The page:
The NSF UVRadiation Monitoring Network was initiated in 1988 to provide direct measurements of UV radiation reaching the earth's surface. The network instruments are now located at the three US Antarctic stations as well as in southern Argentina and Barrow, Alaska. Data from Antarctica clearly confirm an increase in UV radiation when the ozone hole develops.
The effect of UV radiation on the marine ecosystem is a major focus of research in Antarctica. Microscopic marine plants, or phytoplankton, form the base of the food web. Dependent on sunlight for photosynthesis, phytoplankton are restricted to the upper layers of the ocean where UVB radiation penetrates with the sunlight. Even a small decrease in phytoplankton productivity due to UV exposure could have significant effects. A decrease could be relayed through the food web and affect larvae, fish, crabs, birds, and mammals, which could affect the global food supply.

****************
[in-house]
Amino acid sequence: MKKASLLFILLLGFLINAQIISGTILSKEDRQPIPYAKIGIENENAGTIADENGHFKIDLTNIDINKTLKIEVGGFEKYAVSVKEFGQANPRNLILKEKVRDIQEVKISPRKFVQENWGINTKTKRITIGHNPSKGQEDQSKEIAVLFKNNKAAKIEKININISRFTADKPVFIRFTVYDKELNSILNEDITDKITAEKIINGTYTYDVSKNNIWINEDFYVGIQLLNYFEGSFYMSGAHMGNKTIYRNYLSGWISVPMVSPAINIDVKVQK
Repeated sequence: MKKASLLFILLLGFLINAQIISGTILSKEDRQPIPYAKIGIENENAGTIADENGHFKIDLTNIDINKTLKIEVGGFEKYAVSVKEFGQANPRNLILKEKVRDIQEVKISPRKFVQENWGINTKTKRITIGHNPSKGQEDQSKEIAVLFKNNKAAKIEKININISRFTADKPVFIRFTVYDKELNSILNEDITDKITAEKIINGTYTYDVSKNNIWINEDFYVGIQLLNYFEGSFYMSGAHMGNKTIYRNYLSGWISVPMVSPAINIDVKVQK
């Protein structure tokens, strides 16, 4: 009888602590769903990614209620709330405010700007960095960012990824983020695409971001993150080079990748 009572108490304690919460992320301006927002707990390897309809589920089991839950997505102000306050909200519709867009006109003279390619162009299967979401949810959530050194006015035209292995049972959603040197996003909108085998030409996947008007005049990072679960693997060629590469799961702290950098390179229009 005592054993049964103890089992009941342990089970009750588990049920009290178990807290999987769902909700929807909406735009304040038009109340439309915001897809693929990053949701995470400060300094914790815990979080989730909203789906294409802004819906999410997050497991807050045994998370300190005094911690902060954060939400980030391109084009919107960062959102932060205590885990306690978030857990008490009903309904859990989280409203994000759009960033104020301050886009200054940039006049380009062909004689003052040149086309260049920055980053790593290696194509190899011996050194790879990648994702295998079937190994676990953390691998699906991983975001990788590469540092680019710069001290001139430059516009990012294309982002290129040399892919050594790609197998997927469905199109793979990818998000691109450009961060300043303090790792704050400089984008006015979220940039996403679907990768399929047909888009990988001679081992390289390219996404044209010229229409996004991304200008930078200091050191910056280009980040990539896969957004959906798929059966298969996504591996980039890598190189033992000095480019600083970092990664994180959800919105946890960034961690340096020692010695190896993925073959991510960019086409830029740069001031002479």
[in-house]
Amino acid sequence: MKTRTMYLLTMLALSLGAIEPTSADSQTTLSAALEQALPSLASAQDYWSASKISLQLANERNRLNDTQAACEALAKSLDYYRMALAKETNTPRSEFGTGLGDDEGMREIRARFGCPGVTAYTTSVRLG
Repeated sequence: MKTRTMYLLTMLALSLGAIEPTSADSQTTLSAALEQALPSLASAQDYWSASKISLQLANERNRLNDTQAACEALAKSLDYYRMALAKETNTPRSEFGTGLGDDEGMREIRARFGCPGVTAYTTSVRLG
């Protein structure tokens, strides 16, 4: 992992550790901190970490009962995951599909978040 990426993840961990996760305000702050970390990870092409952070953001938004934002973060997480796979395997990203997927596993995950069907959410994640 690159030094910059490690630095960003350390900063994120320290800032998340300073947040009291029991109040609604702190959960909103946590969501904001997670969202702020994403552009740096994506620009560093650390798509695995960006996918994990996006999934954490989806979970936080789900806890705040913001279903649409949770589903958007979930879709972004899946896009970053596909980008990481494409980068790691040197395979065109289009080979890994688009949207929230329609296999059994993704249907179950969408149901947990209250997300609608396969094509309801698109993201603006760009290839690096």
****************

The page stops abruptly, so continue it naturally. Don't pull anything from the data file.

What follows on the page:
Using realtime data from NASA satellites and the NSF network, research ships were able to follow the "footprint" of the ozone hole to conduct experiments of UV effects on marine plants and organisms. Measurements of phytoplankton growth under increased UV concentrations due to the ozone hole showed a decrease of 6 % to 12% compared to normal concentrations outside the ozone hole. Similar results were found in studies of phytoplankton growth near McMurdo Station. The ecological significance of this effect is currently being debated among scientists. Future studies will focus on other components of the marine ecosystems such as fish and invertebrate larvae living in the near-surface oceanic waters surrounding Antarctica.